The light in the darkness.

Now, it would be a total disservice to talk about this show and not give proper time to the Kawamoto sisters. From the very beginning we could realize how much of an impact they would have on the story, but this was always tempered by Rei’s forays into the shogi world. It seemed like Rei had created a divide in his world, one which made him miserable but maintained his independence, and another which welcomed him for what he was and gave him a home. He felt like a stranger in his own life because of this dissonance. The story of the Kawamotos themselves is just as bittersweet. A toddler who has never known her parents, a little girl struggling with the pains of youth, and a woman who found herself thrust into the role of mother to her own siblings before she could ever find out what she wanted out of life. Just as Rei’s adopted mother sees good upbringing in him from his parents, it is obvious these girls, for as long as they had her, had an amazing mother. Each knows how to support the other the best they can, even little Momo in her childish exuberance knows not to make everything about herself. At the same time, their grandfather deserves his own praise for giving them a positive father in the absence of their deadbeat dad. This is a home that understands the idea of charity, it is how Rei comes into their life to begin with. Still, it was never difficult to see the sadness that ringed the bright colors and warm meals.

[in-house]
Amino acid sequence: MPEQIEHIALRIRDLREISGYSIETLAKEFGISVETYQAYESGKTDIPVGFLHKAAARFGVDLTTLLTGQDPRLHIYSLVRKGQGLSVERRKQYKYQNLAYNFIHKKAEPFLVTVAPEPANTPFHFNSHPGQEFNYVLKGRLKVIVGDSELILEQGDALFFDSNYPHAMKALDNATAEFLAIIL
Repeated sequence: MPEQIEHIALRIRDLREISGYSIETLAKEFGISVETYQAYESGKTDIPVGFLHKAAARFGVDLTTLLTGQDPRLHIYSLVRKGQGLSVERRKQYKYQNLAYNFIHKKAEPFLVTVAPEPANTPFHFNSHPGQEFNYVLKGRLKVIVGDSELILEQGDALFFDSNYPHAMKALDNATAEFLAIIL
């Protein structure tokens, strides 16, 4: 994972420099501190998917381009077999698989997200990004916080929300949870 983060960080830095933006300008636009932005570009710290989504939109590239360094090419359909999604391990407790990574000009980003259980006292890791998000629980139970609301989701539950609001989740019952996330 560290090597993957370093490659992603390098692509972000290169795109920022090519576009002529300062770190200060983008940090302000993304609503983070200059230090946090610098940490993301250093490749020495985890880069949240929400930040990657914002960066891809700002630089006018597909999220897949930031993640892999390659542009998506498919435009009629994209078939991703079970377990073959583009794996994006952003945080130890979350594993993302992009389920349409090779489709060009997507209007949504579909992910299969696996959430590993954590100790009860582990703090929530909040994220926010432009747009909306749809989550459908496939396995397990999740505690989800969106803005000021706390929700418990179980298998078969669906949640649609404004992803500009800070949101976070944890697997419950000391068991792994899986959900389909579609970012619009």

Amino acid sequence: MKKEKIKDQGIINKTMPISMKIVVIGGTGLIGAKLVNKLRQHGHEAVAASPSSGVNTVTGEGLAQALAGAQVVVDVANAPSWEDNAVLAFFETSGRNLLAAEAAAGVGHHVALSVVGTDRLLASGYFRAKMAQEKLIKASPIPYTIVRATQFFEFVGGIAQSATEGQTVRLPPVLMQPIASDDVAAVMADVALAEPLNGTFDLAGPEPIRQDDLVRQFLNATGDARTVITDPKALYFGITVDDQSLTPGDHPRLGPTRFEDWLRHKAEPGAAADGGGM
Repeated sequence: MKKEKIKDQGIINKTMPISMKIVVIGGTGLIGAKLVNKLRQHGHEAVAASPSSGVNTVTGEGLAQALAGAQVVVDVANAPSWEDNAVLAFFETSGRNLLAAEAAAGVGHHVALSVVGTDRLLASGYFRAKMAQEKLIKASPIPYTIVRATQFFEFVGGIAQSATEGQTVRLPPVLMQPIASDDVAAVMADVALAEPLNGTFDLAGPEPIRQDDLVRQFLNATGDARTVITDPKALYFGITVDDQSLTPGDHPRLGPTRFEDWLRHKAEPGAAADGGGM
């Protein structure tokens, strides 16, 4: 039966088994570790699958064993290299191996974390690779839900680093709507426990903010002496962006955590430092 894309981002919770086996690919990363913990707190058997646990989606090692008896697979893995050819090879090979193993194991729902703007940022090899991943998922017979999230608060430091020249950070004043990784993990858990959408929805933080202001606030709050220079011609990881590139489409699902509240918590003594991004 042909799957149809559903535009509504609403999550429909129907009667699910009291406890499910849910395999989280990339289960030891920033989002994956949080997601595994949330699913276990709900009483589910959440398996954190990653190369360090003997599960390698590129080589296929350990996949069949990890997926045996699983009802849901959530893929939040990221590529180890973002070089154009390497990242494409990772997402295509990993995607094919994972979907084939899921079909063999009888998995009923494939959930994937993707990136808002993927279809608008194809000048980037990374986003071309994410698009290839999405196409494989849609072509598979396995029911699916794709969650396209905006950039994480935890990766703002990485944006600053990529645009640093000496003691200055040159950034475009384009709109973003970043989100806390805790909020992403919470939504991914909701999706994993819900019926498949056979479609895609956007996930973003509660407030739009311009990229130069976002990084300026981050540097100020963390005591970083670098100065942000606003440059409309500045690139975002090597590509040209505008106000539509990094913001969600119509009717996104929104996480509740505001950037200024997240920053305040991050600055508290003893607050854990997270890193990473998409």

Proof that strength has nothing to do with size.

Then, Hina’s bullying came into the spotlight. Through this struggle, the gap between their world and Rei’s finally found its bridge. Rei is given purpose by this family. He understands there is something only he can do because of his relationship with them. Initially, he thinks he can only live out this gift through money. It’s hard not to see why, the genuine charity he had showed his foster family had only driven them further apart by their bitterness. And yet, his virtue shined through his actions even when he didn’t realize what a difference they made. In the exchange, Rei was able to understand his worth in a way denied him before, and the Kawamotos received another pillar on which they could rest their troubles as much as they cared for his. You see, the difference between codependency and charity is in the freedom of the gift. There is no exploitation where the love is mutually given. As Jel said before, while this storyline focused on Rei and Hina, Akari deserves the spotlight just as much. It is her sacrifice and strength that has allowed Hina to grow up in a loving home and for Rei to find a refuge for his world-weariness. Even if the show never gets another season, I see this as the real climax of this story.: They love Rei and Rei loves them, not in some superficial way, but in a deep friendship.That is why, when we end with the pair walking away from the Kawamoto’s home and off on a new beginning, we still get a satisfying feeling of closure.